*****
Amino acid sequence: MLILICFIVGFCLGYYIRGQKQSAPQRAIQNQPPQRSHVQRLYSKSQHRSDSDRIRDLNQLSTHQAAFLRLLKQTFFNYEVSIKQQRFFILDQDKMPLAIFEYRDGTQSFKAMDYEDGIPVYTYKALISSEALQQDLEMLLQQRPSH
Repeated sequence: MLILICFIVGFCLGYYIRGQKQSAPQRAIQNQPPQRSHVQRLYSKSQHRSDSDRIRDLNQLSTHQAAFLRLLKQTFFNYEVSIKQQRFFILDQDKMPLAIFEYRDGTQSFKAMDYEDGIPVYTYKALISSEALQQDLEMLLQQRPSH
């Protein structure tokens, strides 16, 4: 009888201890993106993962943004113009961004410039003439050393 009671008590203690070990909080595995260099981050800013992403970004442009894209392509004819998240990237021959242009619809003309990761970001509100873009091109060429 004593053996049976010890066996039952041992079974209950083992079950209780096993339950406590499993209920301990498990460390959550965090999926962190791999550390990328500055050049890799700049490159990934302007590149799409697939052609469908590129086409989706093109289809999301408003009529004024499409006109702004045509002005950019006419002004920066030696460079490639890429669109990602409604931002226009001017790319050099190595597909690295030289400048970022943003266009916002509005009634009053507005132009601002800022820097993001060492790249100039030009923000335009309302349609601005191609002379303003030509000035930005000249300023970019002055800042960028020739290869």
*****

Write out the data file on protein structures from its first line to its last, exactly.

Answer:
Amino acid sequence: MLILICFIVGFCLGYYIRGQKQSAPQRAIQNQPPQRSHVQRLYSKSQHRSDSDRIRDLNQLSTHQAAFLRLLKQTFFNYEVSIKQQRFFILDQDKMPLAIFEYRDGTQSFKAMDYEDGIPVYTYKALISSEALQQDLEMLLQQRPSH
Repeated sequence: MLILICFIVGFCLGYYIRGQKQSAPQRAIQNQPPQRSHVQRLYSKSQHRSDSDRIRDLNQLSTHQAAFLRLLKQTFFNYEVSIKQQRFFILDQDKMPLAIFEYRDGTQSFKAMDYEDGIPVYTYKALISSEALQQDLEMLLQQRPSH
């Protein structure tokens, strides 16, 4: 009888201890993106993962943004113009961004410039003439050393 009671008590203690070990909080595995260099981050800013992403970004442009894209392509004819998240990237021959242009619809003309990761970001509100873009091109060429 004593053996049976010890066996039952041992079974209950083992079950209780096993339950406590499993209920301990498990460390959550965090999926962190791999550390990328500055050049890799700049490159990934302007590149799409697939052609469908590129086409989706093109289809999301408003009529004024499409006109702004045509002005950019006419002004920066030696460079490639890429669109990602409604931002226009001017790319050099190595597909690295030289400048970022943003266009916002509005009634009053507005132009601002800022820097993001060492790249100039030009923000335009309302349609601005191609002379303003030509000035930005000249300023970019002055800042960028020739290869």